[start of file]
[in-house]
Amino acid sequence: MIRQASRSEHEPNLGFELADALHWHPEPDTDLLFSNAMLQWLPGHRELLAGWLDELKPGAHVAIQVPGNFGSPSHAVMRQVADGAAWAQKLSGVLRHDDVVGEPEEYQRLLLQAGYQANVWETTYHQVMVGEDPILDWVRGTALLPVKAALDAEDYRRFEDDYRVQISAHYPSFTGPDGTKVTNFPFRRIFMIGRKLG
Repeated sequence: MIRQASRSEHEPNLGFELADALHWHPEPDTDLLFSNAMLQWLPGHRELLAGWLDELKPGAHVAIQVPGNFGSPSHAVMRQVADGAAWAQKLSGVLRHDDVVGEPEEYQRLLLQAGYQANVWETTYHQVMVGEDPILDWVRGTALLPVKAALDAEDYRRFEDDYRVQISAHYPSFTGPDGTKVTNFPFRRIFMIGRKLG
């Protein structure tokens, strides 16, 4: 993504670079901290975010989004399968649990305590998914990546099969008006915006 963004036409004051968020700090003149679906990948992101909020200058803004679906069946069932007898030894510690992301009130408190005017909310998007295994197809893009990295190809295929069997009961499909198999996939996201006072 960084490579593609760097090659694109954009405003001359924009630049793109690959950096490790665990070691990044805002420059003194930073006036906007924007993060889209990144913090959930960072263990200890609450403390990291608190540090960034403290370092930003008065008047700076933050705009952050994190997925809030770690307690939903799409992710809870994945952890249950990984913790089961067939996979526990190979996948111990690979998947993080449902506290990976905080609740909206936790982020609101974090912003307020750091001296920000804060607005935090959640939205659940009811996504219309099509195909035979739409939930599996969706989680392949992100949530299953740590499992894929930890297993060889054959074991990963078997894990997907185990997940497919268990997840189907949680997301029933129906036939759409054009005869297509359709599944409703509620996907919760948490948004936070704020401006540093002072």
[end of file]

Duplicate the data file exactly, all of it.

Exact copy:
[in-house]
Amino acid sequence: MIRQASRSEHEPNLGFELADALHWHPEPDTDLLFSNAMLQWLPGHRELLAGWLDELKPGAHVAIQVPGNFGSPSHAVMRQVADGAAWAQKLSGVLRHDDVVGEPEEYQRLLLQAGYQANVWETTYHQVMVGEDPILDWVRGTALLPVKAALDAEDYRRFEDDYRVQISAHYPSFTGPDGTKVTNFPFRRIFMIGRKLG
Repeated sequence: MIRQASRSEHEPNLGFELADALHWHPEPDTDLLFSNAMLQWLPGHRELLAGWLDELKPGAHVAIQVPGNFGSPSHAVMRQVADGAAWAQKLSGVLRHDDVVGEPEEYQRLLLQAGYQANVWETTYHQVMVGEDPILDWVRGTALLPVKAALDAEDYRRFEDDYRVQISAHYPSFTGPDGTKVTNFPFRRIFMIGRKLG
């Protein structure tokens, strides 16, 4: 993504670079901290975010989004399968649990305590998914990546099969008006915006 963004036409004051968020700090003149679906990948992101909020200058803004679906069946069932007898030894510690992301009130408190005017909310998007295994197809893009990295190809295929069997009961499909198999996939996201006072 960084490579593609760097090659694109954009405003001359924009630049793109690959950096490790665990070691990044805002420059003194930073006036906007924007993060889209990144913090959930960072263990200890609450403390990291608190540090960034403290370092930003008065008047700076933050705009952050994190997925809030770690307690939903799409992710809870994945952890249950990984913790089961067939996979526990190979996948111990690979998947993080449902506290990976905080609740909206936790982020609101974090912003307020750091001296920000804060607005935090959640939205659940009811996504219309099509195909035979739409939930599996969706989680392949992100949530299953740590499992894929930890297993060889054959074991990963078997894990997907185990997940497919268990997840189907949680997301029933129906036939759409054009005869297509359709599944409703509620996907919760948490948004936070704020401006540093002072």